ADAMS: You don't see light bulbs, more or less. You see traffic signals. You see, of course, the car headlights and the car taillights. That is because one of the rules we have is that light should be shielded. You want your light going down onto the street or the sidewalk. You don't want it going up into the sky.
BARBER: Another thing that's different is the color of the lights.
ADAMS: You don't see white lights except for the car headlights. All of kind of the housing lights and the commercial lights - it's amber in color. The reason is that in the spectrum of light, lights that go towards the red end of the spectrum, they won't scatter into the sky and contribute to light pollution nearly as much.
BARBER: That's also good for our eyes. Our night vision isn't as disrupted by red or amber lights.
ADAMS: And so if you're in downtown Flagstaff, you can be even close to a street light. But because it's amber, you can look right past that streetlight and see the Milky Way.
BARBER: A 2016 atlas of sky brightness found that in North America, nearly 80% of us live in a place where we can't see the Milky Way. And research says that all that light pollution is bad for wildlife. Migrating birds that fly through the night can get distracted by bright city lights. Hatching sea turtles can mistake a city's nighttime glow for the reflection of the moon and stars on the ocean. Light pollution is also bad for our health.
ADAMS: Artificial lights, of course, let us work all night long or play all night long. But having those bright white or blue lights negatively impacts the natural rhythms that our body's trying to communicate to us.
BARBER: Our body's natural rhythms tell us when it's time to go to sleep, and research has found that exposure to light pollution can disrupt that process.
ADAMS: And so if you're looking at your phone or if you're in a city at night where there isn't a dark sky and you've got bright billboards and light displays and signs everywhere, you're not seeing darkness. And so your body thinks it should be staying awake when actually you should be going to sleep.
BARBER: The last thing Flagstaff controls is how much light shines into the night sky, and it really is noticeable driving around Flagstaff. Gas stations, grocery store parking lots, even the large university campus - many of them aren't as bright as most of us are used to.
ADAMS: All of these combine to make what you see there, as a dark sky city.
BARBER: These days, Danielle says travelers who fly into the Flagstaff airport need only look up to see a spectacular view of the Milky Way.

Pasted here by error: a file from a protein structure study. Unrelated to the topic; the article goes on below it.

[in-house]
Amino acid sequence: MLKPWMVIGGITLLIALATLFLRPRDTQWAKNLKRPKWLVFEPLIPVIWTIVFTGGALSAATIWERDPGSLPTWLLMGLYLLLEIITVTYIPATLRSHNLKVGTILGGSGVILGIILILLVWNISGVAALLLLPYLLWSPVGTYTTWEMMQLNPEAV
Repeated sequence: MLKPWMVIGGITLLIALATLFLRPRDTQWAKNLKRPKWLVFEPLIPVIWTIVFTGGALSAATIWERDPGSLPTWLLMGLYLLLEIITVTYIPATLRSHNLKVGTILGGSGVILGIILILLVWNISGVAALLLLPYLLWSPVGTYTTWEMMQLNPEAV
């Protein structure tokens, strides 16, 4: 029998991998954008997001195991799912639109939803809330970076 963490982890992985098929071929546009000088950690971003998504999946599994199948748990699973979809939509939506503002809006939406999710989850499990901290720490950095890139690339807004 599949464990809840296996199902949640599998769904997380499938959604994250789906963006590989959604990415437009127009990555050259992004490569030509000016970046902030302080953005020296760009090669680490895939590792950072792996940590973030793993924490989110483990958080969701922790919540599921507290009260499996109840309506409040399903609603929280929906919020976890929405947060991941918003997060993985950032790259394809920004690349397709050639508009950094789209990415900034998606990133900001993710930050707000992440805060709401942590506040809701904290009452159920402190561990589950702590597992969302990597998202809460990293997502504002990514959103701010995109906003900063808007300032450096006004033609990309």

ADAMS: And then when they see it, they're - they gasp. They're like, whoa, wait, that - really? That's (laughter) - and they're amazed. They've never seen that before in the sky. It's just incredible. Sometimes they're brought to tears because it's just so beautiful.
BARBER: At the beginning of the pandemic, Chanda got to experience that wonder with her husband. One night, they made the drive back to Joshua Tree out in the Southern California desert.
PRESCOD-WEINSTEIN: I had the experience of pointing things out to my husband and explaining to him what he was looking at. And I think he was awestruck, right? And that's part of what was happening for me that first time in Chile...
PRESCOD-WEINSTEIN: ...Was I was having that experience of being like, this is the universe and really appreciating, like, that moment. The film "Contact," where Jodie Foster's character - she's like, we are so small...
PRESCOD-WEINSTEIN: ...And so insignificant and also so precious, because the universe is, like, so big and there are so many other things happening. And we are just, like, a tiny, tiny, tiny fraction of what's happening.
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BARBER: That reminder of how beautifully small and insignificant humankind is, the wonder that drives our curiosity about the universe - it disappears with the stars.
ADAMS: You miss the wonder. You don't even look up because, you know, there's not much up there.
BARBER: And wonder, she says, feeds curiosity.
ADAMS: And curiosity, if you follow it, leads to inquiry and investigation. You start asking questions, and you learn about the universe. And then if you follow that path, then that leads you to this point of understanding.
BARBER: Chanda's also aware that not everyone gets to experience the awe of a dark night sky.
PRESCOD-WEINSTEIN: How do you really sit and wonder and have even really a moment of peace when there are so many things that are distracting us or literally acting as physical barriers?
BARBER: Watching the night sky - it can't be summed up with just a physical experience.
PRESCOD-WEINSTEIN: You know, we can talk about it as a spiritual benefit, which speaks to our psychological well-being. And we know that our psychological well-being and our physical well-being are in conversation with each other, particularly for those of us who are people of color and Black and Indigenous people - that there is this element of dealing with genocide. Many of us will never know what our ancestors' cultures were, what their languages were.
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PRESCOD-WEINSTEIN: But the thing that we can know is that the night sky was part of their lives.
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BARBER: Today's episode was edited by Stephanie O'Neill, fact-checked by Katherine Sypher and produced by Katherine Sypher and Rebecca Ramirez, with help from Chloee Weiner. Gisele Grayson is our senior supervising editor. Andrea Kissack runs the science desk. Edith Chapin is the executive editor and vice president of news, and Nancy Barnes is our senior vice president of news. I'm Regina Barber. Thank you for listening to SHORT WAVE, the daily science podcast from NPR.